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UsagePrivate

jbtule edited this page · 1 revision

By default, when using ActLike<Interface>(), if the interface matches up with private, protected or internal methods, they will be callable. This allows you to put an interface on things like Anonymous Types which are internal and keeps the API simple and still makes sure that internal/protected access members are never blocked when you should conceptually have access but due to the proxy you actually don't.

This is not done by any evil hacks, it's done by using the DLR, because when you make a dynamic invocation the DLR requires a context type as a parameter to determine permission and ActLike always uses the type of the target object. Since this uses the DLR it actually allows you to call private members in Silverlight something that reflection won't let you do. If for any reason you want to preserve permissions you can wrap your object with anInvokeContext that lets you specify the context.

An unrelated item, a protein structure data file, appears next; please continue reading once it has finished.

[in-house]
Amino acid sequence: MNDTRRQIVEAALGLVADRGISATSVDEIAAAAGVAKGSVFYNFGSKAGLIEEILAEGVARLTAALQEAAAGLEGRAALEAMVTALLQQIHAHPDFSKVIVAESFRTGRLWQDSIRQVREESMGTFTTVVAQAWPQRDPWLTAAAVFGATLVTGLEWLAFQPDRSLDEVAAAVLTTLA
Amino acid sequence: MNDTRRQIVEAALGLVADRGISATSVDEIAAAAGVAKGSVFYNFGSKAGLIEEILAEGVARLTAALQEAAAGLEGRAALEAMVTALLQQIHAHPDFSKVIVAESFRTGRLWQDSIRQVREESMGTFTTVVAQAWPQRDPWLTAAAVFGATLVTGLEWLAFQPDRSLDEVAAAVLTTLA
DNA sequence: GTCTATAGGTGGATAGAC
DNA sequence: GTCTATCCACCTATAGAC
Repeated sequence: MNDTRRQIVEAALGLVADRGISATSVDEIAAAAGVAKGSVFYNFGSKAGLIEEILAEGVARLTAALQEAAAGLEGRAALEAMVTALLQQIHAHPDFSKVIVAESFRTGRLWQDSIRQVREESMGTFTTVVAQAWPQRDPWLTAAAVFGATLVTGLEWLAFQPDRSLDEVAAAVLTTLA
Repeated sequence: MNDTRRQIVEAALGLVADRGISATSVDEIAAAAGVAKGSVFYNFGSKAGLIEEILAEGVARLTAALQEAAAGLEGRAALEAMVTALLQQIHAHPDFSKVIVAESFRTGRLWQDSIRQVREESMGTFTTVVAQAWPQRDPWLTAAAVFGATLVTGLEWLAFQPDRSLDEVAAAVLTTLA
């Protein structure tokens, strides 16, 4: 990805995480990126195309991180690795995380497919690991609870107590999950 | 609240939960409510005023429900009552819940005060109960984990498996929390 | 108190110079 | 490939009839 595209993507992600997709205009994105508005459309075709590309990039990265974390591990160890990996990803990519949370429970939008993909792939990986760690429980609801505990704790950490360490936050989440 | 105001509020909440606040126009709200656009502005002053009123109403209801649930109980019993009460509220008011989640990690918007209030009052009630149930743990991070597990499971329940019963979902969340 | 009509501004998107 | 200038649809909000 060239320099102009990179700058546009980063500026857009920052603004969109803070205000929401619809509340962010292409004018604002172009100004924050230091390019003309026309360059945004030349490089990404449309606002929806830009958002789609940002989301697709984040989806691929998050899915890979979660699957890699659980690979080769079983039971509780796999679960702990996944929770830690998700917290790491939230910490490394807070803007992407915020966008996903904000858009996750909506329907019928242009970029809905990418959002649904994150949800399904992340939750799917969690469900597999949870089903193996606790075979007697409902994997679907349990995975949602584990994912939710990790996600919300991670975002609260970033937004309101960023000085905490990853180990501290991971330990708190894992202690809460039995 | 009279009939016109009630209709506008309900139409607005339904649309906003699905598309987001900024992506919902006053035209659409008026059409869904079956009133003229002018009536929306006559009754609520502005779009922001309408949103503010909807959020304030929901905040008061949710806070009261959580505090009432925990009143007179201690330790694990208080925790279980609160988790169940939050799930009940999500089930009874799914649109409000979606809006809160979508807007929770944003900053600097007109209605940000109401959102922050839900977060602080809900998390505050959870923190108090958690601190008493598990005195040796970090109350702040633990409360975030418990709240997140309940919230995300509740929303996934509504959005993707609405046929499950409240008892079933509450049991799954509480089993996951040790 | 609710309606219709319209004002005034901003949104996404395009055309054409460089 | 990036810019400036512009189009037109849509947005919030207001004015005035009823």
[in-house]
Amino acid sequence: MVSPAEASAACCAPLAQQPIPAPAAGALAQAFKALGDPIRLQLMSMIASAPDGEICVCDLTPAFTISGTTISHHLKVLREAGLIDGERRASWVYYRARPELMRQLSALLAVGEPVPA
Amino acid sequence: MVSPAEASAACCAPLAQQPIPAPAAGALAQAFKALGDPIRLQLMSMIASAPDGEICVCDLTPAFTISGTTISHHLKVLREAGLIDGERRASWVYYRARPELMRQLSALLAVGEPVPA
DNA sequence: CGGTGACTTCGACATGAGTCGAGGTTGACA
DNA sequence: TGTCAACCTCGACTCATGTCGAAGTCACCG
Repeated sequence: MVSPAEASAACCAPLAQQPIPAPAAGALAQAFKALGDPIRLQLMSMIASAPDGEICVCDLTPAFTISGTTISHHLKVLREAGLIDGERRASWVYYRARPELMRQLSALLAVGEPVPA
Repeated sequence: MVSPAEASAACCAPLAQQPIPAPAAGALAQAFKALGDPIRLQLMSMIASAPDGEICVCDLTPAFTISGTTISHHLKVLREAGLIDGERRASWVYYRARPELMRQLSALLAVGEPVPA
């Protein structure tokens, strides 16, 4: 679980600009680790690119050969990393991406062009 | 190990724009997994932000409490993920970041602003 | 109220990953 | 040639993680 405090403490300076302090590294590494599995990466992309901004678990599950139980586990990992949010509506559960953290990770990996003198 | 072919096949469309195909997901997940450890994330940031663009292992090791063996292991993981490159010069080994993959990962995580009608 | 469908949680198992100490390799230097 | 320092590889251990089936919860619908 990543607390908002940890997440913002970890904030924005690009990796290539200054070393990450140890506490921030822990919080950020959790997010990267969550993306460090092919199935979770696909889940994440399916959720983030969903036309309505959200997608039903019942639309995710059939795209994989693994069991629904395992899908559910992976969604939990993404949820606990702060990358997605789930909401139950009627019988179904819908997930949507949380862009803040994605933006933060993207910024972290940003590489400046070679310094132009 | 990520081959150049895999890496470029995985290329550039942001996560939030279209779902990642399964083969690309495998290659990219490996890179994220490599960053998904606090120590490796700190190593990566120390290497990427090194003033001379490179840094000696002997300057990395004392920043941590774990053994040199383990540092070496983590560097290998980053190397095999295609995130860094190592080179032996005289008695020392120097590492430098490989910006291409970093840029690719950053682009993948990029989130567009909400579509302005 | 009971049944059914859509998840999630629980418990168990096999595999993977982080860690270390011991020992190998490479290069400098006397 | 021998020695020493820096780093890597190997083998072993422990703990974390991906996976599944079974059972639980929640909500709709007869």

Also [UsageReallyLateBinding Really Late Binding] can also call private/protected/internal properties.

Example


public class TestWithPrivateMethod
    {
        private int Test()
        {
            return 3;
        }
    }


    public interface IExposePrivateMethod
    {
        int Test();
    }

...


     var tTest = new TestWithPrivateMethod();
     var tExposed = tTest.ActLike<IExposePrivateMethod>();
     tExposed.Test() //Works

     var tExposedReallyLate = Impromptu.InvokeMember(tTest,"Test"); //Also Works
     var context = InvokeContext.CreateContext;//InvokeContext delegate
     var tTest = new TestWithPrivateMethod();

     var tNonExposed = context(tTest, this).ActLike<IExposePrivateMethod>();
     tExposed.Test() //throws Runtime Binding Exception

     var tExposedReallyLate = Impromptu.InvokeMember(context(tTest, this),"Test");  //throws Runtime Binding Exception

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